There are some films that fail to live up to their hype, and there are others whose hype, it seems, fails to live up to them. This is certainly true of Mati Diop’s remarkable directorial debut Atlantics, now showing at NYFF57. Atlantics has received exceptional praise out of Cannes and TIFF, but it’s far more interesting and varied than the responses would initially suggest. A magical realist love story (with ghosts), Atlantics folds in a sharp meditation on worker exploitation with a lyrical narrative of love, power, and physical possession.
The film opens with the construction of a massive tower block. The workers are furious because they haven’t been paid for three months, and learn that their boss has gone out of town without leaving them the money. Distressed and increasingly desperate, the men return to Dakar, where one of the leaders, Suleiman (Ibrahima Traoré), meets up with his girlfriend, Ada (Mama Sané). Ada is in love with Suleiman, despite being engaged to another, wealthier man approved by her parents and her more grasping and virtue-minded friends. Ada and Suleiman arrange to meet again that night, but when she arrives at the local bar by the sea, she learns that all the young men have gone off in a boat. They’re making for Spain, where they think they’ll be able to find jobs. The boat never arrives. As Ada and the other women left behind try to cope with their grief, and Ada’s impending marriage, they become entangled with hallucinations, apparitions, and a police investigation.
At its core, Atlantics is about transcendental love. Ada mourns for Suleiman’s loss and her marriage to a man she does not love, but she’s caught between the dictates of her society (and her need to be financially supported) and the dangers that life “outside” poses. In a pivotal scene, one of her friends explains that she has to make a choice, to accept her new husband and the wealth and security he offers, or leave him, be ostracized by her family, and have to make her way on her own. Atlantics primarily focalizes itself through Ada, presenting the perspective of t the women left behind in a society and culture that treats them as modes of exchange.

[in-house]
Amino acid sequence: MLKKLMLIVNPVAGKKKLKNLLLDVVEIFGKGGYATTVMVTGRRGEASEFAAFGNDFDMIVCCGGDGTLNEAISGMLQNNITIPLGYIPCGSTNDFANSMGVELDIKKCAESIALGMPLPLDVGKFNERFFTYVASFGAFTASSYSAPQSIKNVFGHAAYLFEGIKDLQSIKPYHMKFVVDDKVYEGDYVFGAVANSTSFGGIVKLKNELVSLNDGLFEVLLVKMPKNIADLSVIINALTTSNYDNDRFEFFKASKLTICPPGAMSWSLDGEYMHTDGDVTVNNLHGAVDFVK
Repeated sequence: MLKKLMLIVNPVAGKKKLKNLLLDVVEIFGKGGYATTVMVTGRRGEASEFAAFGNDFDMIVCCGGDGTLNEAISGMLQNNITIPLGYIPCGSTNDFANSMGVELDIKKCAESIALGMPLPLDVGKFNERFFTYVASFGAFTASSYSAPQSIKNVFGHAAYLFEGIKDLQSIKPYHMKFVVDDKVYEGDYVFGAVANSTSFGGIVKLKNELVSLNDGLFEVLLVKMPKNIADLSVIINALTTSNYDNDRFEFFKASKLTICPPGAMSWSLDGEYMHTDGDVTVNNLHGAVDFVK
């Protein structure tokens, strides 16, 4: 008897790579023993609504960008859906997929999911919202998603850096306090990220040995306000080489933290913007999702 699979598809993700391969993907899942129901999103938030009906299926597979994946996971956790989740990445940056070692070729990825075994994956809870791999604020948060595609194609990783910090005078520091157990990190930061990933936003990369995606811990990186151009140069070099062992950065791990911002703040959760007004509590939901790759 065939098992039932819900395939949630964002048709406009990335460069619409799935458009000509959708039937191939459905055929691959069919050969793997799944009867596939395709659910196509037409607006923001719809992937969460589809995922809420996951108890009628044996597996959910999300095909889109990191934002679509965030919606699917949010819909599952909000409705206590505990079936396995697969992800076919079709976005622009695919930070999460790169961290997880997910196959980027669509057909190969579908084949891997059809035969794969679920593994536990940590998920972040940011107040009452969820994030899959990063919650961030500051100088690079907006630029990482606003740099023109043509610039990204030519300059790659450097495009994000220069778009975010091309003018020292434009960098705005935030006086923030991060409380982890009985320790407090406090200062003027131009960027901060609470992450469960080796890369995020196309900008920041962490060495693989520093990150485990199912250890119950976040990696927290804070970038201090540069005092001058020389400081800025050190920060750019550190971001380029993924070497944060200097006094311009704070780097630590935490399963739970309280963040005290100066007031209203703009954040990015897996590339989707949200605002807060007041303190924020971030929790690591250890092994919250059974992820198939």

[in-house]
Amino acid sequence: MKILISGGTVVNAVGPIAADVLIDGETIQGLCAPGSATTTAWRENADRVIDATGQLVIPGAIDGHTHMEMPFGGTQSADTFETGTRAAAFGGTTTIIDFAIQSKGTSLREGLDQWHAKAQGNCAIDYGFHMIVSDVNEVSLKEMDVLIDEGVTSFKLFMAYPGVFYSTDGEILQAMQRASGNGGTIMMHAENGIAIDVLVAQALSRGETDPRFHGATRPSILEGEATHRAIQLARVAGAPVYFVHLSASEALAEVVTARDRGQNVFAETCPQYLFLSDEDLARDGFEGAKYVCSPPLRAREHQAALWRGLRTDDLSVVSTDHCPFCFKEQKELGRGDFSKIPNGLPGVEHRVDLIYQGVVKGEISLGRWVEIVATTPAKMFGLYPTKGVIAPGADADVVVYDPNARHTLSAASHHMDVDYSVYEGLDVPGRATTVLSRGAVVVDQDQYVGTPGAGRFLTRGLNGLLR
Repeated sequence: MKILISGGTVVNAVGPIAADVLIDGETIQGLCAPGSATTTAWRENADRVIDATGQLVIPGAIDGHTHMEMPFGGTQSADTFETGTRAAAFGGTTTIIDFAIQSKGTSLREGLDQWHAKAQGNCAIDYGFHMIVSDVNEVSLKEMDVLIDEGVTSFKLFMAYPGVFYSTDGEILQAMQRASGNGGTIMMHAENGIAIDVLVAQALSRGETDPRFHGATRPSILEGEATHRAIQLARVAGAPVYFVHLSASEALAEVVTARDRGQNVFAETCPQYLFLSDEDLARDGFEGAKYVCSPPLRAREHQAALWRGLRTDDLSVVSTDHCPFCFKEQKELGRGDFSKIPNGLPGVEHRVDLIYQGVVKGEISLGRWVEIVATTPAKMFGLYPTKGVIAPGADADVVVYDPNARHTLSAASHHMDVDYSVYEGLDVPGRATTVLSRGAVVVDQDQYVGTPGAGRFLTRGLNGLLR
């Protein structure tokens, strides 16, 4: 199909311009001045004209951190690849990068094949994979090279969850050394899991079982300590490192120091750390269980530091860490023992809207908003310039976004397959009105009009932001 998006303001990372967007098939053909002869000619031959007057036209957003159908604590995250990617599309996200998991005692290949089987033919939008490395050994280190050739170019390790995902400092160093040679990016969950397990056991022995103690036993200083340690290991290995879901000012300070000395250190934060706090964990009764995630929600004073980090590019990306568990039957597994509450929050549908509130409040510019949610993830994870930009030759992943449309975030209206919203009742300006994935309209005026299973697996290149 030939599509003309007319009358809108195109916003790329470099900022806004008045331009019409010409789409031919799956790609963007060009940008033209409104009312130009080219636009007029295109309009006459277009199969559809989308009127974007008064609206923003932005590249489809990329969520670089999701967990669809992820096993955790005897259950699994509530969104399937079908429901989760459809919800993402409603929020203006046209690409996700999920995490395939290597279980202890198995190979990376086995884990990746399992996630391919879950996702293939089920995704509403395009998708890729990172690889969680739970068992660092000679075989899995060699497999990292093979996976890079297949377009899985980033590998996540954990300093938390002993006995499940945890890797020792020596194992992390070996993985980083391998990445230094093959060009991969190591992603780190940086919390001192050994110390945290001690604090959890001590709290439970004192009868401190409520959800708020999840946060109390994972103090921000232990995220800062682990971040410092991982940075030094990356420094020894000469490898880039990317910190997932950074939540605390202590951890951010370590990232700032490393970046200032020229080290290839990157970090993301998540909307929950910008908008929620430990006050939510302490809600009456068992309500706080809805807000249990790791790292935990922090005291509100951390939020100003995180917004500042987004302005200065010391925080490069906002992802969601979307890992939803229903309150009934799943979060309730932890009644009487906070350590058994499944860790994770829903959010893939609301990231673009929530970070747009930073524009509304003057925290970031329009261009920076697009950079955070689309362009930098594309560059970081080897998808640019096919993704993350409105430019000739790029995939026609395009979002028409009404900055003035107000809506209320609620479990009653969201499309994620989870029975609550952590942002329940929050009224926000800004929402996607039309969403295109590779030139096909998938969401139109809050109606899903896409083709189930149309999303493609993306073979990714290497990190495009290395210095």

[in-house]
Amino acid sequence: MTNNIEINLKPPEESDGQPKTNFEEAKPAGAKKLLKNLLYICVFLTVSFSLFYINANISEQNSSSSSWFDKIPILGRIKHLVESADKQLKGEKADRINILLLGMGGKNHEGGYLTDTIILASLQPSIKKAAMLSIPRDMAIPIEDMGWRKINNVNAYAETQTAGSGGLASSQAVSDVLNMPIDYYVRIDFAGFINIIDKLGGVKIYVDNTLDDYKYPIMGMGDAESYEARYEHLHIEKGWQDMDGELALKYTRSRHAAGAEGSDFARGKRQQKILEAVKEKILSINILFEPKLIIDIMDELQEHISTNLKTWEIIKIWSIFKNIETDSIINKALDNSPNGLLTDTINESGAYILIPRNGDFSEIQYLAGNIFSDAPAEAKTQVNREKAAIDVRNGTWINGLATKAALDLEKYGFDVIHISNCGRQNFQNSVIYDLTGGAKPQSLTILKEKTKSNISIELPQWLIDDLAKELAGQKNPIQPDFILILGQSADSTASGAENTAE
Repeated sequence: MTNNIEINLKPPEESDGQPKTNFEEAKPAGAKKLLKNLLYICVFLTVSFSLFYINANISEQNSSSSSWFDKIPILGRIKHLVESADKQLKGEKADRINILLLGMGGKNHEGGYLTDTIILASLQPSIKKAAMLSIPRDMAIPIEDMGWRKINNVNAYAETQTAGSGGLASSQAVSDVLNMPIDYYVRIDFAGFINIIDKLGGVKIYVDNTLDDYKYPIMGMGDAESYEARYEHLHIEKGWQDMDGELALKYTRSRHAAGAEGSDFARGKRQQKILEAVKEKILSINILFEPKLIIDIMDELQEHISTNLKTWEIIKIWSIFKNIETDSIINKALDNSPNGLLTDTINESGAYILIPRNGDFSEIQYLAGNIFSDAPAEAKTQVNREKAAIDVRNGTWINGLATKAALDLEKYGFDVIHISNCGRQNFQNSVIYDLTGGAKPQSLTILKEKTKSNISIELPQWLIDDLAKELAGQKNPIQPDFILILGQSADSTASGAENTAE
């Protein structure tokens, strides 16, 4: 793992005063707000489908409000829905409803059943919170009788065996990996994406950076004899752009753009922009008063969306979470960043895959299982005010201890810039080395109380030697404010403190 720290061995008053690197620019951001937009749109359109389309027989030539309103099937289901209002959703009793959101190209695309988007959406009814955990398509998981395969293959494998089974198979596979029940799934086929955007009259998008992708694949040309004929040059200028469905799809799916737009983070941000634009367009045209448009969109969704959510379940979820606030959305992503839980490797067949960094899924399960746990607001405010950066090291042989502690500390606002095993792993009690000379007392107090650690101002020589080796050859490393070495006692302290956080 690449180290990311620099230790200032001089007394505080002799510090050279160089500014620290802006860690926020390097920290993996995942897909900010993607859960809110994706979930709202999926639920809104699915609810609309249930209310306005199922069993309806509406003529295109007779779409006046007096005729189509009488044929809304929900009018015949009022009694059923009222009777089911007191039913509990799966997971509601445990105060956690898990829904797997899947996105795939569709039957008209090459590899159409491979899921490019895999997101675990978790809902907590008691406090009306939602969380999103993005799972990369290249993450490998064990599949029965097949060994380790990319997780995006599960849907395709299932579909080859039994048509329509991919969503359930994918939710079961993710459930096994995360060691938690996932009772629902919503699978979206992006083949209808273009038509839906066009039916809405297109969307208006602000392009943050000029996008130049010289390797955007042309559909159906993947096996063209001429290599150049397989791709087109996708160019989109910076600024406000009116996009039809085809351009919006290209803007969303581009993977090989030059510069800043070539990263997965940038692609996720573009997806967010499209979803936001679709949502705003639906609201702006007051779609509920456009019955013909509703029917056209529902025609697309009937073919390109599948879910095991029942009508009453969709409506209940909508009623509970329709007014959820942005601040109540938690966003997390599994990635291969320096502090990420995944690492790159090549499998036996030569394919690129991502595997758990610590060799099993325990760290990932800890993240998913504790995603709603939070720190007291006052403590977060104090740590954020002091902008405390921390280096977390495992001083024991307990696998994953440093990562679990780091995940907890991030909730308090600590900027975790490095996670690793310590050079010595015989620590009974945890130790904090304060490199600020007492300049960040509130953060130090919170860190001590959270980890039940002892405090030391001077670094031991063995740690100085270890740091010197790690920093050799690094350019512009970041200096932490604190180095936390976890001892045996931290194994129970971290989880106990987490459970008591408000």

Diop has been praised as a director to watch, and Atlantics fully justifies that—her eye for detail within the urban landscape is complex. The imagery buoys the film, with long passages that emphasize ocean waves and the beauty of the water in contrast to the warren-like appearance of Dakar’s streets, buildings, and apartment blocks. The horror elements are subdued, introduced slowly over the course of the film, and provide moments of levity as well as inspiring fear. Diop’s camera gradually reveals what is happening, and why, as the film’s disparate elements all ultimately unite to form a haunting whole.
This is neither an art film nor an “elevated” horror film; it utilizes ghosts and possession as the spirits of vengeance against exploitative bosses, highlighting the desperation of workers let down by the system. Suleiman has comparatively little screen time, but his presence dominates Atlantics as it dominates Ada’s life, when she becomes increasingly convinced that he is either still alive, or that he’s haunting her. The film also allows space for Ada’s behavior to be questioned, interrogating the relationship between society, religion, and capitalism with simple, evocative images and subdued performances from its leads.
For a film about death and exploitation, Atlantics is also a remarkably beautiful, hopeful one, a narrative of rebirth and transcendence that permits its female characters a flexibility and nuance we don’t always see in depictions of hierarchical and patriarchal societies. Listen to the hype and see it, but don’t believe everything you see. Atlantics is so much more than what meets the eye.